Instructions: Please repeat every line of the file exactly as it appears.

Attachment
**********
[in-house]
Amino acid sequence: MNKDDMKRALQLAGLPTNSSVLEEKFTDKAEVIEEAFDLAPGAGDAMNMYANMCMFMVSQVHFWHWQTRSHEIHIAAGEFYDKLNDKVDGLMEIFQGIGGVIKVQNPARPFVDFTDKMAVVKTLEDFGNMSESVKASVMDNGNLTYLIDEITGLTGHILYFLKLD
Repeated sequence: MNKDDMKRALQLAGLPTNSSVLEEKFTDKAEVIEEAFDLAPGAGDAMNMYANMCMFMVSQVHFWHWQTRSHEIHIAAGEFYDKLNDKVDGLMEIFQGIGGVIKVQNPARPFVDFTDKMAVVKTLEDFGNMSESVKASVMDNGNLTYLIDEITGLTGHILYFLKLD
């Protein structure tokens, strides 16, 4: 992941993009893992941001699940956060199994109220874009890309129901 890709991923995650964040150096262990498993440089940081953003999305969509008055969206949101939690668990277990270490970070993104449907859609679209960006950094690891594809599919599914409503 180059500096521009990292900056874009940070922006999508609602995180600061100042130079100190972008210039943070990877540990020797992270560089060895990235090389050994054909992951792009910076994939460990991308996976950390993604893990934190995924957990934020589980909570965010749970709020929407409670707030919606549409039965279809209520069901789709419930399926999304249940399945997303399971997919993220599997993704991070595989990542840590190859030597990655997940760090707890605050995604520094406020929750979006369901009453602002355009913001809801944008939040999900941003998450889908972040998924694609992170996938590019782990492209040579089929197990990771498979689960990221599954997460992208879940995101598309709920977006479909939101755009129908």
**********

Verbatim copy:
[in-house]
Amino acid sequence: MNKDDMKRALQLAGLPTNSSVLEEKFTDKAEVIEEAFDLAPGAGDAMNMYANMCMFMVSQVHFWHWQTRSHEIHIAAGEFYDKLNDKVDGLMEIFQGIGGVIKVQNPARPFVDFTDKMAVVKTLEDFGNMSESVKASVMDNGNLTYLIDEITGLTGHILYFLKLD
Repeated sequence: MNKDDMKRALQLAGLPTNSSVLEEKFTDKAEVIEEAFDLAPGAGDAMNMYANMCMFMVSQVHFWHWQTRSHEIHIAAGEFYDKLNDKVDGLMEIFQGIGGVIKVQNPARPFVDFTDKMAVVKTLEDFGNMSESVKASVMDNGNLTYLIDEITGLTGHILYFLKLD
């Protein structure tokens, strides 16, 4: 992941993009893992941001699940956060199994109220874009890309129901 890709991923995650964040150096262990498993440089940081953003999305969509008055969206949101939690668990277990270490970070993104449907859609679209960006950094690891594809599919599914409503 180059500096521009990292900056874009940070922006999508609602995180600061100042130079100190972008210039943070990877540990020797992270560089060895990235090389050994054909992951792009910076994939460990991308996976950390993604893990934190995924957990934020589980909570965010749970709020929407409670707030919606549409039965279809209520069901789709419930399926999304249940399945997303399971997919993220599997993704991070595989990542840590190859030597990655997940760090707890605050995604520094406020929750979006369901009453602002355009913001809801944008939040999900941003998450889908972040998924694609992170996938590019782990492209040579089929197990990771498979689960990221599954997460992208879940995101598309709920977006479909939101755009129908």